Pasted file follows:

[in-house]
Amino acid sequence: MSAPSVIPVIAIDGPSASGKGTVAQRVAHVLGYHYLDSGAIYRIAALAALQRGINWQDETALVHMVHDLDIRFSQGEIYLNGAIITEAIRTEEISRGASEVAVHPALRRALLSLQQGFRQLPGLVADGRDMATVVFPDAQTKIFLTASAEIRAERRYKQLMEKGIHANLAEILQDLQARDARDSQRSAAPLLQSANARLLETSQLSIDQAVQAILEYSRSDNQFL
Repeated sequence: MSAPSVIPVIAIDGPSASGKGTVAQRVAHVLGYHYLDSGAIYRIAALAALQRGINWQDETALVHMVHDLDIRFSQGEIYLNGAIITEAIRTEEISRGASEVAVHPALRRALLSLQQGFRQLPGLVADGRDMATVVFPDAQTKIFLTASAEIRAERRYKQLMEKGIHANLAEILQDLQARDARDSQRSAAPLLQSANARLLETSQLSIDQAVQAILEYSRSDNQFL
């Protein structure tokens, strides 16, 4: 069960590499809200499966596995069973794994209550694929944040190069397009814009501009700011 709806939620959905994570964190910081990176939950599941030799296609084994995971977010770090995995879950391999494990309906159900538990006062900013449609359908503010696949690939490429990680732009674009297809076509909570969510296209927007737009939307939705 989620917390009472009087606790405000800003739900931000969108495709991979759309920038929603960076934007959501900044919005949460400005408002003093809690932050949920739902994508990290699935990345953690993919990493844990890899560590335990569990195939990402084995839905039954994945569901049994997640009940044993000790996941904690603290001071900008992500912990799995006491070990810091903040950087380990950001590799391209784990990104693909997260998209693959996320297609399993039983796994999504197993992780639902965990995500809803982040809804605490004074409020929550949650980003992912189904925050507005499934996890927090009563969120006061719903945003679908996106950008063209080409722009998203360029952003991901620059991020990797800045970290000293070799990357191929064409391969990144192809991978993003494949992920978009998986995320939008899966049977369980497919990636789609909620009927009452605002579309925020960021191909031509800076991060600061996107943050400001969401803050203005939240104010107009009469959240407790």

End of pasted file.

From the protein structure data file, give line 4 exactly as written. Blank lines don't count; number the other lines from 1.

């Protein structure tokens, strides 16, 4: 069960590499809200499966596995069973794994209550694929944040190069397009814009501009700011 709806939620959905994570964190910081990176939950599941030799296609084994995971977010770090995995879950391999494990309906159900538990006062900013449609359908503010696949690939490429990680732009674009297809076509909570969510296209927007737009939307939705 989620917390009472009087606790405000800003739900931000969108495709991979759309920038929603960076934007959501900044919005949460400005408002003093809690932050949920739902994508990290699935990345953690993919990493844990890899560590335990569990195939990402084995839905039954994945569901049994997640009940044993000790996941904690603290001071900008992500912990799995006491070990810091903040950087380990950001590799391209784990990104693909997260998209693959996320297609399993039983796994999504197993992780639902965990995500809803982040809804605490004074409020929550949650980003992912189904925050507005499934996890927090009563969120006061719903945003679908996106950008063209080409722009998203360029952003991901620059991020990797800045970290000293070799990357191929064409391969990144192809991978993003494949992920978009998986995320939008899966049977369980497919990636789609909620009927009452605002579309925020960021191909031509800076991060600061996107943050400001969401803050203005939240104010107009009469959240407790």